“It’s not a Picasso,” a guest at the Orlando ANTIQUES ROADSHOW event in June 2016 recalls being warned as she eyed a bright yellow painting. Indeed, the thrift store find was not the work of the famous Spanish Cubist, but instead a ca. 1985 painting on canvas by Chicago outsider artist Lee Godie. During the ROADSHOW appraisal, paintings and drawings expert Graydon Sikes put an auction value of $2,000-$3,000 on the work, which the owner had purchased for $25.
Godie soon became a local legend, favoring the steps of the Art Institute of Chicago as her domain to create art and sell the pieces to the museum visitors.
Although she is widely considered an "outsider" artist, meaning one who creates work outside the tradition of academic art, self-taught Godie was a devotee of French Impressionism. She worked in various mediums, most notably creating pen, ink and watercolor drawings of society ladies as well as self-portrait photographs shot at bus-station photo booths. Per ROADSHOW Folk Art expert Nancy Druckman, Godie was "obsessed with beauty" and believed her art, especially her portraits of women, contributed to bringing more beauty into the world.
Born in 1908, Lee Godie emerged on the art scene later in life, around the late 1960s, after a divorce and the loss of two children. Though she was famously guarded about personal details, Godie found another way to share her life with the public: electing to live outside. She made the Chicago streets her art studio, her gallery, and her home. During this time, she kept her wardrobe — which was said to include a fur coat that she would open for possible buyers, revealing for-sale artwork underneath — and supplies stored in department-store lockers. She soon became a local legend, favoring the steps of the Art Institute of Chicago as her domain to create art and sell the pieces to the museum visitors.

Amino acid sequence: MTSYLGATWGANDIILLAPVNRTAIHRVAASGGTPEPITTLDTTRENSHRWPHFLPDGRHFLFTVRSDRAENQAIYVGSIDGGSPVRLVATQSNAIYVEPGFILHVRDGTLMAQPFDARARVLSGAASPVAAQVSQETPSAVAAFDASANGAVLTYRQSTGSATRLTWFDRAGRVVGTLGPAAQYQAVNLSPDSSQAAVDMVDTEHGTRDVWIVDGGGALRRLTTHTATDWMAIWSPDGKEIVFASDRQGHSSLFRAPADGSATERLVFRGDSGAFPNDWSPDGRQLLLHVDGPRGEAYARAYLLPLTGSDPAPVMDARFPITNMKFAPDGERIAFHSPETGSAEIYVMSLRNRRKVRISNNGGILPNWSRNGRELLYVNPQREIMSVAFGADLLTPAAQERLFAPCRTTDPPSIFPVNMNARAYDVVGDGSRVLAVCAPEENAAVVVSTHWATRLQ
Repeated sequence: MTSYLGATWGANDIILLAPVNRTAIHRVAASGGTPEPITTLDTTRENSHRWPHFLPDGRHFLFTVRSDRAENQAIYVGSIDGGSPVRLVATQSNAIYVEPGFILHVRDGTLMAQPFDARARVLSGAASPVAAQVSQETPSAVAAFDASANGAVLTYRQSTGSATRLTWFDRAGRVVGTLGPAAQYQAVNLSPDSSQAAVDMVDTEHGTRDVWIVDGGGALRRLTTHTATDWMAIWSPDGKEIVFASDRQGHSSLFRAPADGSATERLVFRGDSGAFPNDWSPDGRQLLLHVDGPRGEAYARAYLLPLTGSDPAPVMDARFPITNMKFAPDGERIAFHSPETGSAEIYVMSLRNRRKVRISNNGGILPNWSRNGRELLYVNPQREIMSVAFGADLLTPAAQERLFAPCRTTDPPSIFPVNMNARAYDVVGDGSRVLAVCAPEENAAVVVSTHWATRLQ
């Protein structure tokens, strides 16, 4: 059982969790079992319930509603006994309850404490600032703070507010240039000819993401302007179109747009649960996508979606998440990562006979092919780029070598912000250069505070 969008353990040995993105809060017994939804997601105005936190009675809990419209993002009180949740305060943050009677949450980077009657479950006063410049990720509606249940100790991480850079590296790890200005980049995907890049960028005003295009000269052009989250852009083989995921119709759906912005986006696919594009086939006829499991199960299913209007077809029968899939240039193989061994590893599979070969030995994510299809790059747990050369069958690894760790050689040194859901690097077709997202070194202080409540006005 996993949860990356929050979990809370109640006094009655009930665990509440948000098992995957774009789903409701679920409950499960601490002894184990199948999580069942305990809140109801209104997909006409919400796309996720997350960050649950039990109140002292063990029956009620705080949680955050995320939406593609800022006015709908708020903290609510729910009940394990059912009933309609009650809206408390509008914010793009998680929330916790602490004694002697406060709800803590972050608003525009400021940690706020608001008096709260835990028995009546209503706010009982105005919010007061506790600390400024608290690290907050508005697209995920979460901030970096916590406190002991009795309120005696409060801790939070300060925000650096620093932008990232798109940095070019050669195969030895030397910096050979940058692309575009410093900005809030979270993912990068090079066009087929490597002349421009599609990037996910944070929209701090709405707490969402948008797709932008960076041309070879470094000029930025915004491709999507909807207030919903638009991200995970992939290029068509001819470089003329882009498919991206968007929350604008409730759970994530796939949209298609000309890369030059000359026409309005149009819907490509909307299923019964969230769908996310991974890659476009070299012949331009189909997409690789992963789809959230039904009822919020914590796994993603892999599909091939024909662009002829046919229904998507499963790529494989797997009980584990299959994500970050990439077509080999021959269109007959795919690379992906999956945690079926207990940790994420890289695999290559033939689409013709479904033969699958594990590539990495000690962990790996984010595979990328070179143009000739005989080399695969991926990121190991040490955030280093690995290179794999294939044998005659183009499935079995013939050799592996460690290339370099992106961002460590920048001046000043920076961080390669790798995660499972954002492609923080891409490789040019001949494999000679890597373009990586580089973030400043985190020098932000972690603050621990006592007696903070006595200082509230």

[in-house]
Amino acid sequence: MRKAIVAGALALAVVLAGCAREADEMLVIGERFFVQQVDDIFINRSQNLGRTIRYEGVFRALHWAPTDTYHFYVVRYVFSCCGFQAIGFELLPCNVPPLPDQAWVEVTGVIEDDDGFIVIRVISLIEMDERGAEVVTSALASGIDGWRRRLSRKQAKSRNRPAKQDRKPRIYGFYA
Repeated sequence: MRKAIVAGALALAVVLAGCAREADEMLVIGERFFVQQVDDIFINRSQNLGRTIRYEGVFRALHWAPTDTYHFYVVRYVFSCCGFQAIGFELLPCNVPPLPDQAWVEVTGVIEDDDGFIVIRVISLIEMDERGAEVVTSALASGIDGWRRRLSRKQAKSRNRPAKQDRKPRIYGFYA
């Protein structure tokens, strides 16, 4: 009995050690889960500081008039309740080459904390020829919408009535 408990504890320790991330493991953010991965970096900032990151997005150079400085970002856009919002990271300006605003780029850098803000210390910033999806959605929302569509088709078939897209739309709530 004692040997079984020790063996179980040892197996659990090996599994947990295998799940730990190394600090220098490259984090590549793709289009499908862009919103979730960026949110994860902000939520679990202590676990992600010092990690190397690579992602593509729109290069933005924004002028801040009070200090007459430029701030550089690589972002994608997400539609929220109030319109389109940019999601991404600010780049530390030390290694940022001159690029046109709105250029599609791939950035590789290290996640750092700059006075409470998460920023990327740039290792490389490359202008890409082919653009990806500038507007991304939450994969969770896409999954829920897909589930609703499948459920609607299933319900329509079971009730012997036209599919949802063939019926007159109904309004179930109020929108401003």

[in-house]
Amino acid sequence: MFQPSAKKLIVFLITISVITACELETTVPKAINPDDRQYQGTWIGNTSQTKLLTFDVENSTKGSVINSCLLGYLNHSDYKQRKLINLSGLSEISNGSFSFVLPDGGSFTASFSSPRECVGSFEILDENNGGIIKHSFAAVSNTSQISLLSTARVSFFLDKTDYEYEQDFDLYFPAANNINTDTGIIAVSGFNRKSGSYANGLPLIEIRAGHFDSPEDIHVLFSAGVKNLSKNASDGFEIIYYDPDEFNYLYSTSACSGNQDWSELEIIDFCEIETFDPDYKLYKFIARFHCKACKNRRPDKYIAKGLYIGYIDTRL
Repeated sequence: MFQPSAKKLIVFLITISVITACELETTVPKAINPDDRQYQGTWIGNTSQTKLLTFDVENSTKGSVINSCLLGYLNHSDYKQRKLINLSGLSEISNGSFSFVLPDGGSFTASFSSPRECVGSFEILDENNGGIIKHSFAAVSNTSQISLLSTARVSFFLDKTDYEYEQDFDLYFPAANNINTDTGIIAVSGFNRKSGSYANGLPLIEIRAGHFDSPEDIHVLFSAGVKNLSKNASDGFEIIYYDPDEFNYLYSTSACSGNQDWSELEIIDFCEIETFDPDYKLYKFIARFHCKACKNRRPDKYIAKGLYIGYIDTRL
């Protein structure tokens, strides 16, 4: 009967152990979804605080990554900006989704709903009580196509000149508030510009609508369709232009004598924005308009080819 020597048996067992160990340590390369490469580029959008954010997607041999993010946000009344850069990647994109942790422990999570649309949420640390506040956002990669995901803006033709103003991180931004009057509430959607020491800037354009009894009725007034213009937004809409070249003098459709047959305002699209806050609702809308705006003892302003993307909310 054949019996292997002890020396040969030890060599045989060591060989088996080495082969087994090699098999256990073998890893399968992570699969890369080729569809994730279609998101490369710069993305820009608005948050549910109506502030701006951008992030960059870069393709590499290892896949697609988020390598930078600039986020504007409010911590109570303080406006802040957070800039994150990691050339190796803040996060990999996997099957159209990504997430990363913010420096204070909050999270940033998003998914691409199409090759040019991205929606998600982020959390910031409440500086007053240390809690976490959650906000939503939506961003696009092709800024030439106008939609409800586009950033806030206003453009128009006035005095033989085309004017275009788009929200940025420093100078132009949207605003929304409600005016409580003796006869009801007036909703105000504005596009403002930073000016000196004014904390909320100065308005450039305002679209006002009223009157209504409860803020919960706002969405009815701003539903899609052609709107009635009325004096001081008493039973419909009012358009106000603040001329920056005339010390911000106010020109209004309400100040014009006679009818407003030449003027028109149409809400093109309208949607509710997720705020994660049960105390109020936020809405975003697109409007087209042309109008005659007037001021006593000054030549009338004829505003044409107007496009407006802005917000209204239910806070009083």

“Lee Godie was such a fun character,” says Sikes. “The interest in her work is largely regional, as the word-of-mouth anecdotes and wild stories from those who recalled her in Chicago all contributed to her popularity. I love to see artists who have a following not only because of the aesthetics of their work, but also because of their large personalities.”
As Sikes noted, the market for Godie’s work is primarily in the local Chicago area, where she is an outsider art icon. In 1991, Chicago’s Mayor Daley proclaimed September 6 to October 8 “Lee Godie Exhibition Month,” urging citizens to pay homage to her work.
Less than a decade after her 1994 death, three Lee Godie drawings were acquired for a permanent collection by the Art Institute of Chicago, solidifying Godie’s legacy at the same place she first appeared on the steps, seemingly out of thin air, back in 1968.